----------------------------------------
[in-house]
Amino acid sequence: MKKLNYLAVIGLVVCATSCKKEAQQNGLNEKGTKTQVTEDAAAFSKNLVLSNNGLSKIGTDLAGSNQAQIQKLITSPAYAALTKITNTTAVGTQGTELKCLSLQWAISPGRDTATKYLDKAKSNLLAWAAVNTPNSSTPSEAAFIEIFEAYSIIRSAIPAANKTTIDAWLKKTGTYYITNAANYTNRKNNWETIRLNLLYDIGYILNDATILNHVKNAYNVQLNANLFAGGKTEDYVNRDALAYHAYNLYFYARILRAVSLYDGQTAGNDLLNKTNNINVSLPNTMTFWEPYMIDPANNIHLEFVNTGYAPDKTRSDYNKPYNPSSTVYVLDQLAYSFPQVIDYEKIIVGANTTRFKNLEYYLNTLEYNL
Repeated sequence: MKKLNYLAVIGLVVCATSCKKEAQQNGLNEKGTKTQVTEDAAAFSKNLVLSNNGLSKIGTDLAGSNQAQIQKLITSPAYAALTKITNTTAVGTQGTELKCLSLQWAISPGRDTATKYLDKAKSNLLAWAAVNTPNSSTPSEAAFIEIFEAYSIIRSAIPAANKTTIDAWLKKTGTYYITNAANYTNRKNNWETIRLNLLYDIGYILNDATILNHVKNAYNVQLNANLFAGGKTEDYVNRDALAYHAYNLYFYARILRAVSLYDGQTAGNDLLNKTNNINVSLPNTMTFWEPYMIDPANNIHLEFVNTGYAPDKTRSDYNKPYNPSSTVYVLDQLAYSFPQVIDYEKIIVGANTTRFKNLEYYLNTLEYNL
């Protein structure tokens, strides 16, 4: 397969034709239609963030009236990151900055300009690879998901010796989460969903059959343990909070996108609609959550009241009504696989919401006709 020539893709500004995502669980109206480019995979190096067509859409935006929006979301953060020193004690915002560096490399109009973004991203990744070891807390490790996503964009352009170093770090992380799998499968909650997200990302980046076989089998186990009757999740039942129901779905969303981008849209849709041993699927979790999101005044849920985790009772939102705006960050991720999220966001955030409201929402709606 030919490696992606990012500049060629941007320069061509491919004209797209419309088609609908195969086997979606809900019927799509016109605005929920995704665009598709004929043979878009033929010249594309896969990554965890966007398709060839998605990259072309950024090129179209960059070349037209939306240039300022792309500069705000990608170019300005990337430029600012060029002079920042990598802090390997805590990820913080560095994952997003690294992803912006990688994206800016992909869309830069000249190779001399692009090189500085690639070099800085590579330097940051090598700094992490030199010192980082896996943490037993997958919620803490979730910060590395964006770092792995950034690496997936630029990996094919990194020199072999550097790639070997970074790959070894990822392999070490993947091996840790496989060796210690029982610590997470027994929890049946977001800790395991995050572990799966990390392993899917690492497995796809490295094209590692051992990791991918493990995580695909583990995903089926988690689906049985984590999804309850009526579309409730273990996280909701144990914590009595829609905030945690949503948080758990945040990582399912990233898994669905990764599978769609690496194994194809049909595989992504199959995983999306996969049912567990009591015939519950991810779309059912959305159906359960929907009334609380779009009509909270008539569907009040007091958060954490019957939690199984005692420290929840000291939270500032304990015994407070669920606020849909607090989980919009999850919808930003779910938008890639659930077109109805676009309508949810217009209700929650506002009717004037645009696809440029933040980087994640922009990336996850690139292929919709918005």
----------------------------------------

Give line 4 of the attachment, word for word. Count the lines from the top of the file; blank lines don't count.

């Protein structure tokens, strides 16, 4: 397969034709239609963030009236990151900055300009690879998901010796989460969903059959343990909070996108609609959550009241009504696989919401006709 020539893709500004995502669980109206480019995979190096067509859409935006929006979301953060020193004690915002560096490399109009973004991203990744070891807390490790996503964009352009170093770090992380799998499968909650997200990302980046076989089998186990009757999740039942129901779905969303981008849209849709041993699927979790999101005044849920985790009772939102705006960050991720999220966001955030409201929402709606 030919490696992606990012500049060629941007320069061509491919004209797209419309088609609908195969086997979606809900019927799509016109605005929920995704665009598709004929043979878009033929010249594309896969990554965890966007398709060839998605990259072309950024090129179209960059070349037209939306240039300022792309500069705000990608170019300005990337430029600012060029002079920042990598802090390997805590990820913080560095994952997003690294992803912006990688994206800016992909869309830069000249190779001399692009090189500085690639070099800085590579330097940051090598700094992490030199010192980082896996943490037993997958919620803490979730910060590395964006770092792995950034690496997936630029990996094919990194020199072999550097790639070997970074790959070894990822392999070490993947091996840790496989060796210690029982610590997470027994929890049946977001800790395991995050572990799966990390392993899917690492497995796809490295094209590692051992990791991918493990995580695909583990995903089926988690689906049985984590999804309850009526579309409730273990996280909701144990914590009595829609905030945690949503948080758990945040990582399912990233898994669905990764599978769609690496194994194809049909595989992504199959995983999306996969049912567990009591015939519950991810779309059912959305159906359960929907009334609380779009009509909270008539569907009040007091958060954490019957939690199984005692420290929840000291939270500032304990015994407070669920606020849909607090989980919009999850919808930003779910938008890639659930077109109805676009309508949810217009209700929650506002009717004037645009696809440029933040980087994640922009990336996850690139292929919709918005």